Better forest management would not only prevent wildfires but could serve as a valuable water-conservation tool, according to a study published Tuesday.
California could save billions of gallons annually by undertaking significant forest thinning operations, according to scientists affiliated with the National Science Foundation and the Sierra Critical Zone Observatory.
“We’ve known for some time that managed forest fires are the only way to restore the majority of overstocked western forests and reduce the risk of catastrophic fires,” James Roche, a National Park Service hydrologist and lead author of the new study, said in a statement. “We can now add the potential benefit of increased water yield from these watersheds.”
Indeed, a variety of scientific studies published in the last decade argue fire-suppression efforts in California have had a detrimental impact. The typical argument says that fire occurred naturally for centuries, allowing the forest to thin itself out and provide periods of regeneration. With fewer fires, tree density has grown. Now, when fires do occur, they burn with an unnatural intensity that creates ecological and economic disasters.
Last year’s Thomas Fire was the largest by acreage in California’s history, while the spate of wildfires that ravaged Northern California last fall was the most economically disastrous.
Tuesday’s study says thinning projects could also help conserve water, as trees require an enormous amount of water to carry out basic biological functions.
“By reducing the water used by plants, more rainfall flows into rivers and accumulates in groundwater,” said Richard Yuretich of the National Science Foundation.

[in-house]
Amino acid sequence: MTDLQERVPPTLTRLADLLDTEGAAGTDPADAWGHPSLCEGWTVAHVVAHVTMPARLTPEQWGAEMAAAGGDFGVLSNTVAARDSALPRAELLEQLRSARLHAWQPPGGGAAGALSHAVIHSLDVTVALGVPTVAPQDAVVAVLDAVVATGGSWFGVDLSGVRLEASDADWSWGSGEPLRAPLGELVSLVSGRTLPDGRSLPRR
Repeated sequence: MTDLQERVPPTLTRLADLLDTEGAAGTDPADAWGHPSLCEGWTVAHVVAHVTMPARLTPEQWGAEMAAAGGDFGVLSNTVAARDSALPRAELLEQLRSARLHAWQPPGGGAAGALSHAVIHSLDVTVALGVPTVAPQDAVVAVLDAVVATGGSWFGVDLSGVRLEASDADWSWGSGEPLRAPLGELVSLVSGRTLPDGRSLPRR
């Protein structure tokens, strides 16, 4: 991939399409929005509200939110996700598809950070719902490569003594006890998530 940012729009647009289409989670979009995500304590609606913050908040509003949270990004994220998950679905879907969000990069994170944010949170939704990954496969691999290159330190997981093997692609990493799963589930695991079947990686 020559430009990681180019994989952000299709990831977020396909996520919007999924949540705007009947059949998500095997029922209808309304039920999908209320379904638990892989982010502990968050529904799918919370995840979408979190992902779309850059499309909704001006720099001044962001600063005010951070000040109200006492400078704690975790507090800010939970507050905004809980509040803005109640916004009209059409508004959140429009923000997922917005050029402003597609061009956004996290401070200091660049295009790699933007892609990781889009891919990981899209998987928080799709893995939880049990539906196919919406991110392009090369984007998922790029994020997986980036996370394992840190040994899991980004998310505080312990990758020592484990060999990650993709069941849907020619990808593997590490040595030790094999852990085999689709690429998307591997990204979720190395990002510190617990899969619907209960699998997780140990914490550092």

Along with sucking up water the ecosystem could otherwise allocate to groundwater, river and reservoir replenishment, trees also undergo a process scientists call evapotranspiration.
Evapotranspiration is basically how trees “sweat,” as they emit water through tiny pores in their leaves.
According to the study, excessive evapotranspiration could interact with climate change to harm an already fragile California ecosystem reeling from years of prolonged drought with the prospect of more bouts of extreme weather.
The study, published in the scientific journal Ecohydrology, looked at observation towers in the Sierra Nevada Mountains and United States Geological Survey databases and found more water conserved in areas where forests had been thinned for fire management.
For example, Kings River Basin saved 3.7 billion gallons of water per year during an 18-year period beginning in 1990, the study said. Similarly, the American River Basin experienced a savings of 17 billion gallons per year over the same period due to similar thinning practices.
But achieving this type of significant, widespread forest restoration throughout the entire Sierra would require enormous spending.
The U.S. Forest Service says about 6 to 8 million of the 21 million acres of forest land it manages need immediate restoration, according to the study. Nationwide, 58 million acres are in need of immediate work.
For California alone, that work carries a price tag that could rise as high as $10 billion.
But the study authors hope the projects they espouse bring enough economic benefits to pay for themselves.
“Downstream users who benefit from the increased water yield are an important potential revenue stream that can help offset some of the costs of restoration,” University of California Merced scientist Roger Bales, a study co-author, said.